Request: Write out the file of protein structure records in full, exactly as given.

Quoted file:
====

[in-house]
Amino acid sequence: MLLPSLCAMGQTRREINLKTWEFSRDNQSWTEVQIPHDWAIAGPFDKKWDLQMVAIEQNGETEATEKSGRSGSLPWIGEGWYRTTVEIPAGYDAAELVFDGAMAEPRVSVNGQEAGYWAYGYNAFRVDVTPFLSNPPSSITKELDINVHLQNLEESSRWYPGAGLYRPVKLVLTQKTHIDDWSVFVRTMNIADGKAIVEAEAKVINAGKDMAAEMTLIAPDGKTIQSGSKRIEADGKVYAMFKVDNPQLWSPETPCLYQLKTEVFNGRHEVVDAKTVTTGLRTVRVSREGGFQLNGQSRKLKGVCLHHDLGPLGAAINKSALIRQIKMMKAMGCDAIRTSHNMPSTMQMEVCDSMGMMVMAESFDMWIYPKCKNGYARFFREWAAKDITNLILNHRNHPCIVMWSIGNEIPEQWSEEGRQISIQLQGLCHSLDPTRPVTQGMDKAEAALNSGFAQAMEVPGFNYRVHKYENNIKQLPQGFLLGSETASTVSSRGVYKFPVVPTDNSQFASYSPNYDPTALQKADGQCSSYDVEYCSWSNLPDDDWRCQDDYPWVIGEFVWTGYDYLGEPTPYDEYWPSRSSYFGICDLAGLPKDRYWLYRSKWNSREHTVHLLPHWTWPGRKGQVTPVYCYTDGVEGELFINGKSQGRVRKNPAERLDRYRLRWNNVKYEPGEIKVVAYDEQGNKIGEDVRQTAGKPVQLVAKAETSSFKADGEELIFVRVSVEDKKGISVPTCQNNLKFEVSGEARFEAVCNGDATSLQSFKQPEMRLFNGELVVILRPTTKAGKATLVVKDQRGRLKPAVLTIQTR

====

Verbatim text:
[in-house]
Amino acid sequence: MLLPSLCAMGQTRREINLKTWEFSRDNQSWTEVQIPHDWAIAGPFDKKWDLQMVAIEQNGETEATEKSGRSGSLPWIGEGWYRTTVEIPAGYDAAELVFDGAMAEPRVSVNGQEAGYWAYGYNAFRVDVTPFLSNPPSSITKELDINVHLQNLEESSRWYPGAGLYRPVKLVLTQKTHIDDWSVFVRTMNIADGKAIVEAEAKVINAGKDMAAEMTLIAPDGKTIQSGSKRIEADGKVYAMFKVDNPQLWSPETPCLYQLKTEVFNGRHEVVDAKTVTTGLRTVRVSREGGFQLNGQSRKLKGVCLHHDLGPLGAAINKSALIRQIKMMKAMGCDAIRTSHNMPSTMQMEVCDSMGMMVMAESFDMWIYPKCKNGYARFFREWAAKDITNLILNHRNHPCIVMWSIGNEIPEQWSEEGRQISIQLQGLCHSLDPTRPVTQGMDKAEAALNSGFAQAMEVPGFNYRVHKYENNIKQLPQGFLLGSETASTVSSRGVYKFPVVPTDNSQFASYSPNYDPTALQKADGQCSSYDVEYCSWSNLPDDDWRCQDDYPWVIGEFVWTGYDYLGEPTPYDEYWPSRSSYFGICDLAGLPKDRYWLYRSKWNSREHTVHLLPHWTWPGRKGQVTPVYCYTDGVEGELFINGKSQGRVRKNPAERLDRYRLRWNNVKYEPGEIKVVAYDEQGNKIGEDVRQTAGKPVQLVAKAETSSFKADGEELIFVRVSVEDKKGISVPTCQNNLKFEVSGEARFEAVCNGDATSLQSFKQPEMRLFNGELVVILRPTTKAGKATLVVKDQRGRLKPAVLTIQTR